You Aren’t What You Don’t Eat
“Alzheimer’s disease may be a chronic condition in which changes begin in midlife or even earlier.”
That quote, from Dr. John C Morris, director of Washington University’s Alzheimer’s Disease Research Center, appeared in a recent New York Times article. And the message couldn’t be clearer: Protect yourself now to alleviate problems later.
As anyone who’s ever cared for someone with Alzheimer’s disease (AD) knows, erratic eating behavior is typical of AD patients. Naturally, poor nutrition follows.
To investigate exactly which nutrients AD patients may need the most, researchers at the University of Montreal recruited 36 patients in the early stages of AD, along with their caregivers. For comparison, nearly 60 healthy subjects were also recruited. These control subjects were in good cognitive health and matched to age with the AD subjects.
Over 18 months, researchers interviewed all of the subjects and their caregivers at least four times to assess dietary and supplement intake. Results showed significant differences between the two groups, with the healthy subjects getting considerably more calories and nutrients from their diets and supplement regimens.
AD subjects had lower intake of dietary fiber and protein, and were found to be generally deficient in these nutrients:
- Vitamin A
- Vitamin K
- Omega-3 fatty acids
The Montreal team noted that insufficient diet was clearly evident in the early onset of AD. And they added: “This vulnerable population would benefit from systematic dietary assessment and intervention to prevent further deterioration in food consumption and increased nutritional risk.”
The Montreal study isn’t the first evidence we’ve seen that connects poor nutrition to Alzheimer’s.
In the e-Alert “Early Bird” (4/26/07), I told you about Canadian research that revealed deficient levels of DHA (an omega-3 fatty acid) in elderly patients with various types of dementia. In a follow up study, researchers analyzed ten years of data taken from more than 1,100 elderly men and women. Results showed that those with high levels of DHA had nearly 50 percent reduced risk of developing AD.
In addition to improving the diets of AD patients, supplementation with sage extract and lemon balm might also be beneficial in controlling the advance of AD, according to research detailed in the e-Alert “Riders of the Purple Sage” (9/29/05).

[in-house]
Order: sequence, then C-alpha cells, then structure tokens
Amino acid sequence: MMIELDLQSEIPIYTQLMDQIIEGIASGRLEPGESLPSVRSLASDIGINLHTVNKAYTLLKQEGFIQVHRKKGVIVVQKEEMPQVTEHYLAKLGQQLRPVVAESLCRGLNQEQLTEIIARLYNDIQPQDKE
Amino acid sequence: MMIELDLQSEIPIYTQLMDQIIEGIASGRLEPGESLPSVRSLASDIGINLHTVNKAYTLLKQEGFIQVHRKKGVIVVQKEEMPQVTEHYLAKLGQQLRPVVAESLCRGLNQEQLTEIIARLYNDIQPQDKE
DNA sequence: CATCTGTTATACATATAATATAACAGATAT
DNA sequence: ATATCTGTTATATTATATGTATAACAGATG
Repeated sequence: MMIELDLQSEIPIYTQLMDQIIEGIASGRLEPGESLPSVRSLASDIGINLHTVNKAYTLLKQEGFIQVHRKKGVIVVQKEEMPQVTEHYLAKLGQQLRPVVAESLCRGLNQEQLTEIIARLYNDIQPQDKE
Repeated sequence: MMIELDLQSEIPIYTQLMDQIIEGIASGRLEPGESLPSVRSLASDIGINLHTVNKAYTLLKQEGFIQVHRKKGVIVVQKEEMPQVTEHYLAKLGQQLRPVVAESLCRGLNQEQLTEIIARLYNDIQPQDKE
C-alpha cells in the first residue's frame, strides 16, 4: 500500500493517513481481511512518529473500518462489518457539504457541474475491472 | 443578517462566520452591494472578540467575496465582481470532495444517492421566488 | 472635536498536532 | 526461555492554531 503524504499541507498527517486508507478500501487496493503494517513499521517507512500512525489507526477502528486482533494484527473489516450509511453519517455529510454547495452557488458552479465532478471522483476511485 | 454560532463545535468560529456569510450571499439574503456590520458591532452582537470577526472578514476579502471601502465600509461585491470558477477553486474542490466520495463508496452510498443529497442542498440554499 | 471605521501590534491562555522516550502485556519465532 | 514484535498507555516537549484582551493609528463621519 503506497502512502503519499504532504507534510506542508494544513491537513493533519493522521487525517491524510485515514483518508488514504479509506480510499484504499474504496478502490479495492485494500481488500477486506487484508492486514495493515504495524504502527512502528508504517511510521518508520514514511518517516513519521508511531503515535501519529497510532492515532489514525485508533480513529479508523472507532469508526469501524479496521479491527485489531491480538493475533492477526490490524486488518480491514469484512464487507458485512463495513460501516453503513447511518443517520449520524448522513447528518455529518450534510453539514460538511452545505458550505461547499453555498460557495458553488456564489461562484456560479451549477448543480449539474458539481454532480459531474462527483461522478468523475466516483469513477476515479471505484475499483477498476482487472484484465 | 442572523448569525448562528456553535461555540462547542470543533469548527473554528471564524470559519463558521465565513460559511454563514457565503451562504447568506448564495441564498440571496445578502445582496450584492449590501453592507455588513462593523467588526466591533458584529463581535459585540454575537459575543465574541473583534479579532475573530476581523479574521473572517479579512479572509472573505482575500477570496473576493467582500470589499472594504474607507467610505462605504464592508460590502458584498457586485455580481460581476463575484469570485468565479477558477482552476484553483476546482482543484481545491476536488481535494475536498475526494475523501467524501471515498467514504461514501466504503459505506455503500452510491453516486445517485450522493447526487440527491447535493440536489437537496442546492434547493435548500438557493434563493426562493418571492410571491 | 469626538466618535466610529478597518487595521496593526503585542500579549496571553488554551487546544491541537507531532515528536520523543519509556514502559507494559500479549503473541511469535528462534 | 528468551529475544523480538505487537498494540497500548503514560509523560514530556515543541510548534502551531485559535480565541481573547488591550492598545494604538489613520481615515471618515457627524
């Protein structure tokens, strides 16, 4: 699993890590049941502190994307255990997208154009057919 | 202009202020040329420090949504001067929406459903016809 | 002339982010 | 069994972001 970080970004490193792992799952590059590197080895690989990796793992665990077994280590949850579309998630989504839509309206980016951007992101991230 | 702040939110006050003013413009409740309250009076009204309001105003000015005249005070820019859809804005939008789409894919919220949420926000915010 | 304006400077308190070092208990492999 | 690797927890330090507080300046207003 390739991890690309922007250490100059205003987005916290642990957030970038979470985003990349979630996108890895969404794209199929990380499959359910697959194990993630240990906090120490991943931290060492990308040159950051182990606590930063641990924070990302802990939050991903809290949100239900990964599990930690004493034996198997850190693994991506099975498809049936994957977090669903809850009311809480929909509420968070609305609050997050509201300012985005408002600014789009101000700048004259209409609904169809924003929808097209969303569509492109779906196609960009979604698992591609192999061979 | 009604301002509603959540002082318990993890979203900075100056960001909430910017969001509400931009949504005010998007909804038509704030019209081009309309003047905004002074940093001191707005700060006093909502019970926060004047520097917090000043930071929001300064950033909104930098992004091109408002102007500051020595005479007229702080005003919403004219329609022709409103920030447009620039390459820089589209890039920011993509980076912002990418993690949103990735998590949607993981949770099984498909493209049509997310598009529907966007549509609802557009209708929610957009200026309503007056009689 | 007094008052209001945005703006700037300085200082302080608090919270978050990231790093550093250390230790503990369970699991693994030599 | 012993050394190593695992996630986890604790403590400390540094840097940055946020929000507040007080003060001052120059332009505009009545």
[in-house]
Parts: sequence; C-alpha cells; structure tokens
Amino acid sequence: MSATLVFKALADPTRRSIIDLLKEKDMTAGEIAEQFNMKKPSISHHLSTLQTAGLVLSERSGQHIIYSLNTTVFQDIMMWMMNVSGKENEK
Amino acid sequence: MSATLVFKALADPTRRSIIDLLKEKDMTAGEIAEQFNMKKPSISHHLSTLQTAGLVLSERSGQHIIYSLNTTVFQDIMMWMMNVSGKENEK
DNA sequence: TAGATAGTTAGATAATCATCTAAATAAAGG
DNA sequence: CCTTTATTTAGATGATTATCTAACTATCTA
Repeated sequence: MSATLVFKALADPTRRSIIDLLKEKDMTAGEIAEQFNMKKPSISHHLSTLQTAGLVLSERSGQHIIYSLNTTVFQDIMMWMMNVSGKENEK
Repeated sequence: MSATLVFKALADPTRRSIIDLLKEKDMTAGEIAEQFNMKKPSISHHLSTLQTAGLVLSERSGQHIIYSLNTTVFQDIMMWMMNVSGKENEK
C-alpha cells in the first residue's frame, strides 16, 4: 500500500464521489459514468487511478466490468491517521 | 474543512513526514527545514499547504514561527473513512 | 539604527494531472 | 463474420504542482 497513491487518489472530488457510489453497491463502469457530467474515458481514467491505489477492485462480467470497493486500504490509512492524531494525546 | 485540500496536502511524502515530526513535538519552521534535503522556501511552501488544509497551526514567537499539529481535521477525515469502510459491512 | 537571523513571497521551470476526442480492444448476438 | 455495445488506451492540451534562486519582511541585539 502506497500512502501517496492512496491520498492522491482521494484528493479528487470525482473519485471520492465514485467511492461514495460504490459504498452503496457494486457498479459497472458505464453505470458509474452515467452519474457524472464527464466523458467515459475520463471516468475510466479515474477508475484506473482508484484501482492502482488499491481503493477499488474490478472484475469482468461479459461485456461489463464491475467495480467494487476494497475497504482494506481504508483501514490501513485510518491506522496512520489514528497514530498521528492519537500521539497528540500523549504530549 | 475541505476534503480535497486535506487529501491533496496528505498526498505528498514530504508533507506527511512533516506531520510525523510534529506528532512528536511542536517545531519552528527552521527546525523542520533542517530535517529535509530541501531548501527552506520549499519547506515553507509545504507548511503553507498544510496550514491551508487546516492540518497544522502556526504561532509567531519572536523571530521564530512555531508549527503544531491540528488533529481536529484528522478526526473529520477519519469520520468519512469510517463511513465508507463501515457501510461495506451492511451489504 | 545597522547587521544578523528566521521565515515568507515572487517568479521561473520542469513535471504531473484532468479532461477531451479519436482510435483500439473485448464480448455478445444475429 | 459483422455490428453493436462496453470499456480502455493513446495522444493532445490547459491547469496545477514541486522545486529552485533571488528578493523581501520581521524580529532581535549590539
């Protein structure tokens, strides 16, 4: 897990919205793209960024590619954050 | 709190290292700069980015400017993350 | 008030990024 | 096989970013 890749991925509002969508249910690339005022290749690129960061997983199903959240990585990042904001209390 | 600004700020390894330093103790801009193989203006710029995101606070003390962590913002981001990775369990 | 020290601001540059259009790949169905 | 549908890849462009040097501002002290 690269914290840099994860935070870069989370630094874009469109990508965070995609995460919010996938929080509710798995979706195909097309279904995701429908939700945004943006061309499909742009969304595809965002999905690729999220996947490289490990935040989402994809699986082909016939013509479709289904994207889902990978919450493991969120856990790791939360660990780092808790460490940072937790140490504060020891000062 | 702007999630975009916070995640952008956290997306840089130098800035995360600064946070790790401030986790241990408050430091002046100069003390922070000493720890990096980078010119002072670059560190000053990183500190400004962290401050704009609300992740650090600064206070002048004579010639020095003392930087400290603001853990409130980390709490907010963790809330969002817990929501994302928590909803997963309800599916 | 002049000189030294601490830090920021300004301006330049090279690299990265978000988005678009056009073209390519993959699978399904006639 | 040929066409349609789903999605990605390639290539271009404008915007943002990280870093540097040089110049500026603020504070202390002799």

A team of scientists at the Medical Plant Research Centre (MPRC) in the UK have shown that sage inhibits an enzyme called acetylcholinesterase (AChE), which breaks down acetylcholine, a neurotransmitter chemical that’s typically deficient in Alzheimer’s patients.
For several years, MPRC director Elaine Perry has led her team in researching a variety of botanicals in the treatment of Alzheimer’s. Most notably, Professor Perry has presented data that shows sage extract to have a significant effect on behavior and attention in AD patients. And when lemon balm is added to sage, the combination may improve memory and mood.
Professor Perry told Reuters Health: “Lemon balm reduced agitation and improved quality of life in people with Alzheimer’s disease.”
If you have a family history of AD, or if you’re experiencing symptoms of cognitive decline, talk to your doctor about sage, lemon balm, and the key nutritional needs that might help delay or alleviate the onset of AD.
“Scientists Want to Find Alzheimer’s Before a Mind Fails” Denise Grady, The New York Times, 12/26/07, nytimes.com
“Poor Nutrient Intakes During 1-Year Follow-Up with Community-Dwelling Older Adults with Early-Stage Alzheimer Dementia Compared to Cognitively Intact Matched Controls” Journal of the American Dietetic Association, Vol. 107, No. 12, December 2007, sciencedirect.com